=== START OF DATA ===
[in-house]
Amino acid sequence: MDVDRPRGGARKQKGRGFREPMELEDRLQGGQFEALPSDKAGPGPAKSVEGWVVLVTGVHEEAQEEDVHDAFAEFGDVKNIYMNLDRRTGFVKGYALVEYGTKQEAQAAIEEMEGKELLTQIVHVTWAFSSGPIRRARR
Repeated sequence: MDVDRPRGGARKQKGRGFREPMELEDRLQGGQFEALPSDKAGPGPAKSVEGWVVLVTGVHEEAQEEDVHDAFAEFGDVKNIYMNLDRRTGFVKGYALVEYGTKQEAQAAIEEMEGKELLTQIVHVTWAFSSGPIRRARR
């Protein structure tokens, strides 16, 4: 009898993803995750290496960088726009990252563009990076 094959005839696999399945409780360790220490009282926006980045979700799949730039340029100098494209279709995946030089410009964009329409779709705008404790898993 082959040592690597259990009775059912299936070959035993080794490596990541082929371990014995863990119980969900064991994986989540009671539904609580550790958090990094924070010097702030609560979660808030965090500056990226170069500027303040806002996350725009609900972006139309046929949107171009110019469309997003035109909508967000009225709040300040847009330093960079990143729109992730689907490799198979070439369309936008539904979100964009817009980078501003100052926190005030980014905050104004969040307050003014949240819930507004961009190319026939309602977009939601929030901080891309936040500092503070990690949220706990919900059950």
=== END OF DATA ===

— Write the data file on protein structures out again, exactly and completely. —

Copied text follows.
[in-house]
Amino acid sequence: MDVDRPRGGARKQKGRGFREPMELEDRLQGGQFEALPSDKAGPGPAKSVEGWVVLVTGVHEEAQEEDVHDAFAEFGDVKNIYMNLDRRTGFVKGYALVEYGTKQEAQAAIEEMEGKELLTQIVHVTWAFSSGPIRRARR
Repeated sequence: MDVDRPRGGARKQKGRGFREPMELEDRLQGGQFEALPSDKAGPGPAKSVEGWVVLVTGVHEEAQEEDVHDAFAEFGDVKNIYMNLDRRTGFVKGYALVEYGTKQEAQAAIEEMEGKELLTQIVHVTWAFSSGPIRRARR
């Protein structure tokens, strides 16, 4: 009898993803995750290496960088726009990252563009990076 094959005839696999399945409780360790220490009282926006980045979700799949730039340029100098494209279709995946030089410009964009329409779709705008404790898993 082959040592690597259990009775059912299936070959035993080794490596990541082929371990014995863990119980969900064991994986989540009671539904609580550790958090990094924070010097702030609560979660808030965090500056990226170069500027303040806002996350725009609900972006139309046929949107171009110019469309997003035109909508967000009225709040300040847009330093960079990143729109992730689907490799198979070439369309936008539904979100964009817009980078501003100052926190005030980014905050104004969040307050003014949240819930507004961009190319026939309602977009939601929030901080891309936040500092503070990690949220706990919900059950």